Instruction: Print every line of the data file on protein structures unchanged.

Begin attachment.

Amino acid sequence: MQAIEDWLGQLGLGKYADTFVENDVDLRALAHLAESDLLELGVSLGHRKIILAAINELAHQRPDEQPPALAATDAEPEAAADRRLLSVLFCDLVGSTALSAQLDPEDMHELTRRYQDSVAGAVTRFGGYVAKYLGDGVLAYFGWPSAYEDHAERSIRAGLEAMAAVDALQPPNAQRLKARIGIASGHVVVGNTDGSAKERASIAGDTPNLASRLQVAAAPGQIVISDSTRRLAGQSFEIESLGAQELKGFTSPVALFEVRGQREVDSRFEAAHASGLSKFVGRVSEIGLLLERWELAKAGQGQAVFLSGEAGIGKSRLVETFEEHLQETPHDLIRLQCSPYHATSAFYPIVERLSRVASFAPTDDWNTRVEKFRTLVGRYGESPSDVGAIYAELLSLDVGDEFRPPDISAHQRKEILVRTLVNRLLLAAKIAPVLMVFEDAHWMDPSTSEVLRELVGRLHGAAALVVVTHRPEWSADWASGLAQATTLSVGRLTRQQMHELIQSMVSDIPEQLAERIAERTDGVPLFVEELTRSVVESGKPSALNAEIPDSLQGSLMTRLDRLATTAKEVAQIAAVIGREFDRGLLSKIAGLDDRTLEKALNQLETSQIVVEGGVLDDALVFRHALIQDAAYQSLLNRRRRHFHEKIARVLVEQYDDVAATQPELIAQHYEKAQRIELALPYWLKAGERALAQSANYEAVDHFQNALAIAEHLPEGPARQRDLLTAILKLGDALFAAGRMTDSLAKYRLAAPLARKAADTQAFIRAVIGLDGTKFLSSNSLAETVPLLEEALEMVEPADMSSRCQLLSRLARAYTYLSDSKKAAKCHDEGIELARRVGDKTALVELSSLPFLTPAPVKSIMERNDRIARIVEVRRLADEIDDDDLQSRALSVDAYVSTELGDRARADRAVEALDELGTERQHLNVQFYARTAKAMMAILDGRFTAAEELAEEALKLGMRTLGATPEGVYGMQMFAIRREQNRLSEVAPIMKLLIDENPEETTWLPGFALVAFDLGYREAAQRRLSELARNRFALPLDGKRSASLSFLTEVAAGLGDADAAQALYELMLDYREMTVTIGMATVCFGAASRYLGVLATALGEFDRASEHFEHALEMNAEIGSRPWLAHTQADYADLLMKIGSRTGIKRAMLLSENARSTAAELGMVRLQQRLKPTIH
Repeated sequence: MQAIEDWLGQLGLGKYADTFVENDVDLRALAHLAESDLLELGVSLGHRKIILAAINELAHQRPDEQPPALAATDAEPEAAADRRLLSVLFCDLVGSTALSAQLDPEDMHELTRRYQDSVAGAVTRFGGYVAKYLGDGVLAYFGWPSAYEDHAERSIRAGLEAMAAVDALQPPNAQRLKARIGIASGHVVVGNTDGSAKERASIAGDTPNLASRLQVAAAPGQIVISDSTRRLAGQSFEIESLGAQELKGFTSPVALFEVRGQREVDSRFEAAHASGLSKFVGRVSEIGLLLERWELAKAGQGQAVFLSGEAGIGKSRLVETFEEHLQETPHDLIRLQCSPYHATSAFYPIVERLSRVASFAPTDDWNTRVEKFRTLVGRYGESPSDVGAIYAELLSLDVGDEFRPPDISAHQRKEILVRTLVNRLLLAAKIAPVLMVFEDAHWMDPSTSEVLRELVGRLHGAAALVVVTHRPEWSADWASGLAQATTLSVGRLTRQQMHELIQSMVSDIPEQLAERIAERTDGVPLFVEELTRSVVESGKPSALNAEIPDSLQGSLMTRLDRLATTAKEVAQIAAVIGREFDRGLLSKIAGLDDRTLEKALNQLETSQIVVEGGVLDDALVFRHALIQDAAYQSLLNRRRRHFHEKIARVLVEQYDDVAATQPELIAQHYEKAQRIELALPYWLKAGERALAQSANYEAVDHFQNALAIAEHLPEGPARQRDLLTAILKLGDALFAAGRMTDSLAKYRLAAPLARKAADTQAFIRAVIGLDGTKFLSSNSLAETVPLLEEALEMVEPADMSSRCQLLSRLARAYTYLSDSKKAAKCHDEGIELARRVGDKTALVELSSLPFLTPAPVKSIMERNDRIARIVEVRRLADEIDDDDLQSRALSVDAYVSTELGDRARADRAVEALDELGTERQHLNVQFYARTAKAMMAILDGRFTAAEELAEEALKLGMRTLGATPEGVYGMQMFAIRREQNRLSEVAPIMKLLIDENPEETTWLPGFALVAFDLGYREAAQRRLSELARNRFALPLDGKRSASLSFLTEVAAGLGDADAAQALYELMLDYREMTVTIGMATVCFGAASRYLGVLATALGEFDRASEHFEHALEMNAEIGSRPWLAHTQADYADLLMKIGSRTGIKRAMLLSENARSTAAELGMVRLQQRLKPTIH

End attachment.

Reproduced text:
Amino acid sequence: MQAIEDWLGQLGLGKYADTFVENDVDLRALAHLAESDLLELGVSLGHRKIILAAINELAHQRPDEQPPALAATDAEPEAAADRRLLSVLFCDLVGSTALSAQLDPEDMHELTRRYQDSVAGAVTRFGGYVAKYLGDGVLAYFGWPSAYEDHAERSIRAGLEAMAAVDALQPPNAQRLKARIGIASGHVVVGNTDGSAKERASIAGDTPNLASRLQVAAAPGQIVISDSTRRLAGQSFEIESLGAQELKGFTSPVALFEVRGQREVDSRFEAAHASGLSKFVGRVSEIGLLLERWELAKAGQGQAVFLSGEAGIGKSRLVETFEEHLQETPHDLIRLQCSPYHATSAFYPIVERLSRVASFAPTDDWNTRVEKFRTLVGRYGESPSDVGAIYAELLSLDVGDEFRPPDISAHQRKEILVRTLVNRLLLAAKIAPVLMVFEDAHWMDPSTSEVLRELVGRLHGAAALVVVTHRPEWSADWASGLAQATTLSVGRLTRQQMHELIQSMVSDIPEQLAERIAERTDGVPLFVEELTRSVVESGKPSALNAEIPDSLQGSLMTRLDRLATTAKEVAQIAAVIGREFDRGLLSKIAGLDDRTLEKALNQLETSQIVVEGGVLDDALVFRHALIQDAAYQSLLNRRRRHFHEKIARVLVEQYDDVAATQPELIAQHYEKAQRIELALPYWLKAGERALAQSANYEAVDHFQNALAIAEHLPEGPARQRDLLTAILKLGDALFAAGRMTDSLAKYRLAAPLARKAADTQAFIRAVIGLDGTKFLSSNSLAETVPLLEEALEMVEPADMSSRCQLLSRLARAYTYLSDSKKAAKCHDEGIELARRVGDKTALVELSSLPFLTPAPVKSIMERNDRIARIVEVRRLADEIDDDDLQSRALSVDAYVSTELGDRARADRAVEALDELGTERQHLNVQFYARTAKAMMAILDGRFTAAEELAEEALKLGMRTLGATPEGVYGMQMFAIRREQNRLSEVAPIMKLLIDENPEETTWLPGFALVAFDLGYREAAQRRLSELARNRFALPLDGKRSASLSFLTEVAAGLGDADAAQALYELMLDYREMTVTIGMATVCFGAASRYLGVLATALGEFDRASEHFEHALEMNAEIGSRPWLAHTQADYADLLMKIGSRTGIKRAMLLSENARSTAAELGMVRLQQRLKPTIH
Repeated sequence: MQAIEDWLGQLGLGKYADTFVENDVDLRALAHLAESDLLELGVSLGHRKIILAAINELAHQRPDEQPPALAATDAEPEAAADRRLLSVLFCDLVGSTALSAQLDPEDMHELTRRYQDSVAGAVTRFGGYVAKYLGDGVLAYFGWPSAYEDHAERSIRAGLEAMAAVDALQPPNAQRLKARIGIASGHVVVGNTDGSAKERASIAGDTPNLASRLQVAAAPGQIVISDSTRRLAGQSFEIESLGAQELKGFTSPVALFEVRGQREVDSRFEAAHASGLSKFVGRVSEIGLLLERWELAKAGQGQAVFLSGEAGIGKSRLVETFEEHLQETPHDLIRLQCSPYHATSAFYPIVERLSRVASFAPTDDWNTRVEKFRTLVGRYGESPSDVGAIYAELLSLDVGDEFRPPDISAHQRKEILVRTLVNRLLLAAKIAPVLMVFEDAHWMDPSTSEVLRELVGRLHGAAALVVVTHRPEWSADWASGLAQATTLSVGRLTRQQMHELIQSMVSDIPEQLAERIAERTDGVPLFVEELTRSVVESGKPSALNAEIPDSLQGSLMTRLDRLATTAKEVAQIAAVIGREFDRGLLSKIAGLDDRTLEKALNQLETSQIVVEGGVLDDALVFRHALIQDAAYQSLLNRRRRHFHEKIARVLVEQYDDVAATQPELIAQHYEKAQRIELALPYWLKAGERALAQSANYEAVDHFQNALAIAEHLPEGPARQRDLLTAILKLGDALFAAGRMTDSLAKYRLAAPLARKAADTQAFIRAVIGLDGTKFLSSNSLAETVPLLEEALEMVEPADMSSRCQLLSRLARAYTYLSDSKKAAKCHDEGIELARRVGDKTALVELSSLPFLTPAPVKSIMERNDRIARIVEVRRLADEIDDDDLQSRALSVDAYVSTELGDRARADRAVEALDELGTERQHLNVQFYARTAKAMMAILDGRFTAAEELAEEALKLGMRTLGATPEGVYGMQMFAIRREQNRLSEVAPIMKLLIDENPEETTWLPGFALVAFDLGYREAAQRRLSELARNRFALPLDGKRSASLSFLTEVAAGLGDADAAQALYELMLDYREMTVTIGMATVCFGAASRYLGVLATALGEFDRASEHFEHALEMNAEIGSRPWLAHTQADYADLLMKIGSRTGIKRAMLLSENARSTAAELGMVRLQQRLKPTIH